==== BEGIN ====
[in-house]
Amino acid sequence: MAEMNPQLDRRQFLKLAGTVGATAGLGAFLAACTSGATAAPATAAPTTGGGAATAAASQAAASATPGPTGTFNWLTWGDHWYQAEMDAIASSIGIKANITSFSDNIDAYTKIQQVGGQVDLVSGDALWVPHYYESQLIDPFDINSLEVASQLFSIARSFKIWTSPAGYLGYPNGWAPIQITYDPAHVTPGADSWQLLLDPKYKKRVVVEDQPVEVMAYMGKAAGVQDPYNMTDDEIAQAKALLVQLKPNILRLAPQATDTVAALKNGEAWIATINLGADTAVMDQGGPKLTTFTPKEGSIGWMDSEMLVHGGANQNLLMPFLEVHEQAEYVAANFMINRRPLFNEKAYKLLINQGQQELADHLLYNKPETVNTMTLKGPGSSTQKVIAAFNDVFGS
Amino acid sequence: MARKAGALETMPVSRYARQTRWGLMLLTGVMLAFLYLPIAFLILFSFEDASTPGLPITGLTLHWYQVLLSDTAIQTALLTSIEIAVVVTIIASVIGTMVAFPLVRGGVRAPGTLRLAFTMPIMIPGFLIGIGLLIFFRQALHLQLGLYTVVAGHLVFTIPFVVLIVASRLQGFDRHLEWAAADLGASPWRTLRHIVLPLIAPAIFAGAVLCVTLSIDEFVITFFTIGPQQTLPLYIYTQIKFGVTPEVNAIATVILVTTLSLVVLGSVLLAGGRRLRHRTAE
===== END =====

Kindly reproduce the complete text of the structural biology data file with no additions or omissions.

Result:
[in-house]
Amino acid sequence: MAEMNPQLDRRQFLKLAGTVGATAGLGAFLAACTSGATAAPATAAPTTGGGAATAAASQAAASATPGPTGTFNWLTWGDHWYQAEMDAIASSIGIKANITSFSDNIDAYTKIQQVGGQVDLVSGDALWVPHYYESQLIDPFDINSLEVASQLFSIARSFKIWTSPAGYLGYPNGWAPIQITYDPAHVTPGADSWQLLLDPKYKKRVVVEDQPVEVMAYMGKAAGVQDPYNMTDDEIAQAKALLVQLKPNILRLAPQATDTVAALKNGEAWIATINLGADTAVMDQGGPKLTTFTPKEGSIGWMDSEMLVHGGANQNLLMPFLEVHEQAEYVAANFMINRRPLFNEKAYKLLINQGQQELADHLLYNKPETVNTMTLKGPGSSTQKVIAAFNDVFGS
Amino acid sequence: MARKAGALETMPVSRYARQTRWGLMLLTGVMLAFLYLPIAFLILFSFEDASTPGLPITGLTLHWYQVLLSDTAIQTALLTSIEIAVVVTIIASVIGTMVAFPLVRGGVRAPGTLRLAFTMPIMIPGFLIGIGLLIFFRQALHLQLGLYTVVAGHLVFTIPFVVLIVASRLQGFDRHLEWAAADLGASPWRTLRHIVLPLIAPAIFAGAVLCVTLSIDEFVITFFTIGPQQTLPLYIYTQIKFGVTPEVNAIATVILVTTLSLVVLGSVLLAGGRRLRHRTAE